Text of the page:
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date: 20 October 2019

Abstract and Keywords

Mainstream economists have promoted the idea of universally representative agents, which allows for simple modeling techniques to describe and predict human thinking and decision-making. Yet, there has been a debate in the economic literature on the existence of the rational “economic man” in Africa. The continent’s long history of oppression, its sub-optimal economic performance, and colonial fantasies, have contributed to the development of a discourse of otherness fed by prejudices. This chapter tackles some of these epistemological dilemmas and policy issues in that debate through a reconsideration of the basic principles of economics. A didactic approach is followed, popularized by Gregory Mankiw, and a list of ten principles different from the ones he proposed is produced. This chapter offers a series of counter-narratives to conventional economic thinking, and highlights how some of the recent developments in economics are consistent with analyses made in the study of Africa’s economic experience.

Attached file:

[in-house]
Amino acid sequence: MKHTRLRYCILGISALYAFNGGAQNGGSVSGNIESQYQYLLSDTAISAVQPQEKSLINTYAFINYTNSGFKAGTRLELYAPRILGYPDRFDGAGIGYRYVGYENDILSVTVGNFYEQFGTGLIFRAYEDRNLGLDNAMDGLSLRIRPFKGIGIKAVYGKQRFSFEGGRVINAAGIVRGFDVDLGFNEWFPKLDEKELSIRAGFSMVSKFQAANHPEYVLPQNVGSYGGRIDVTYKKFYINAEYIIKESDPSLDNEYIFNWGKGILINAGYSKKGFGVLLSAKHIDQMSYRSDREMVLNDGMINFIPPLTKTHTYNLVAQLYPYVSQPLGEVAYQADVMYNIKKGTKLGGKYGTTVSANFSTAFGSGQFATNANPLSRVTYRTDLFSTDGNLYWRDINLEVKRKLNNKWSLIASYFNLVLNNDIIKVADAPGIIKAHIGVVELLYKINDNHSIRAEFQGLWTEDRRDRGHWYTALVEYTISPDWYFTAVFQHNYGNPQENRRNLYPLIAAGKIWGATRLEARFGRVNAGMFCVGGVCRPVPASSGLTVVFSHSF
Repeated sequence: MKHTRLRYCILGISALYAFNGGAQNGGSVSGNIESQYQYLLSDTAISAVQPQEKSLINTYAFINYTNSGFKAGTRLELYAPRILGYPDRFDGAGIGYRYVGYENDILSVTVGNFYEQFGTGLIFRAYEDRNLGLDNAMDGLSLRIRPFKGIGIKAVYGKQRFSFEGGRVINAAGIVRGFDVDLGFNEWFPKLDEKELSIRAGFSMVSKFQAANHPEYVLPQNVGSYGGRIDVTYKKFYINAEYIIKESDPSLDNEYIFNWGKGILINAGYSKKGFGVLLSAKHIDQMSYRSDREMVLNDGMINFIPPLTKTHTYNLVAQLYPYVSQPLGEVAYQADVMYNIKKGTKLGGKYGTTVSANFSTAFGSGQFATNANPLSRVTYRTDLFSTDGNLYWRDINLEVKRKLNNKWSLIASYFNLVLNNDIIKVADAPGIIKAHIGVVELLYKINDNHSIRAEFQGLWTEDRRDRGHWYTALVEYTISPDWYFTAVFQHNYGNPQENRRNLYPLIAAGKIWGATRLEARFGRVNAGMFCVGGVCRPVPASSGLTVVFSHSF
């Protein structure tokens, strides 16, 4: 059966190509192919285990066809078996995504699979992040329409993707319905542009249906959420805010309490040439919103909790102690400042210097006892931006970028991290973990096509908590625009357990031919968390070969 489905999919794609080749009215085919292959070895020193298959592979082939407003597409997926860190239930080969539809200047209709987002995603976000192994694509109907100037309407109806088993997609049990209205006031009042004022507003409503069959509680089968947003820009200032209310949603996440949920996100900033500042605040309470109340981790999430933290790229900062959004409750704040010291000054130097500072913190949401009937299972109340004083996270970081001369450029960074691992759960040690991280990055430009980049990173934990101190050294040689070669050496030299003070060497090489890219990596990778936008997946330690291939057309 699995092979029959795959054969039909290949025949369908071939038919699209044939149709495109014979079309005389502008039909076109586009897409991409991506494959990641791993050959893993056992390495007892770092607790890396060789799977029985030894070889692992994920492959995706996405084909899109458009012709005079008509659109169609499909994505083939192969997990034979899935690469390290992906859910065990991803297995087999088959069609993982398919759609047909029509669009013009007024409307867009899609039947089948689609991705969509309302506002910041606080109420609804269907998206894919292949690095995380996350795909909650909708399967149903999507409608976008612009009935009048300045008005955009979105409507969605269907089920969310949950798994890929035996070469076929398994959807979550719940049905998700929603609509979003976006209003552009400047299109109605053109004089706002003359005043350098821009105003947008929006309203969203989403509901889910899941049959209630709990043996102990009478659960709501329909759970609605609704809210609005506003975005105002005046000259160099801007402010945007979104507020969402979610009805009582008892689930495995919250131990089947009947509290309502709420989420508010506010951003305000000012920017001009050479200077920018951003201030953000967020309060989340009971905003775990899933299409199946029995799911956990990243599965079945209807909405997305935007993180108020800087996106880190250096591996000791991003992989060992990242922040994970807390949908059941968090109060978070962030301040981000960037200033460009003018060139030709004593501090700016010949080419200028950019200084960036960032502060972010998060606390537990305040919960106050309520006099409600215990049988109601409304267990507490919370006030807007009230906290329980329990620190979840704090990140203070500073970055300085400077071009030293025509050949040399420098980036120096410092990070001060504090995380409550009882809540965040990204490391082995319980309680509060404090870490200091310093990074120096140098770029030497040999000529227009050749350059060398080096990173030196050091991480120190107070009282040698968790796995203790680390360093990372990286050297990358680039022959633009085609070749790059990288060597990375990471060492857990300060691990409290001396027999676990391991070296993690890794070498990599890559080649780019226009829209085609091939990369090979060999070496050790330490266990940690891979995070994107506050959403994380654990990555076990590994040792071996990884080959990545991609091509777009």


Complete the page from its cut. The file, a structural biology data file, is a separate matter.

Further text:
Keywords: Homo economicus in Africa, economic subjectivities, principles of economics, African productivity, poverty tradeoffs, economics of social interactions, sustainable industrialization

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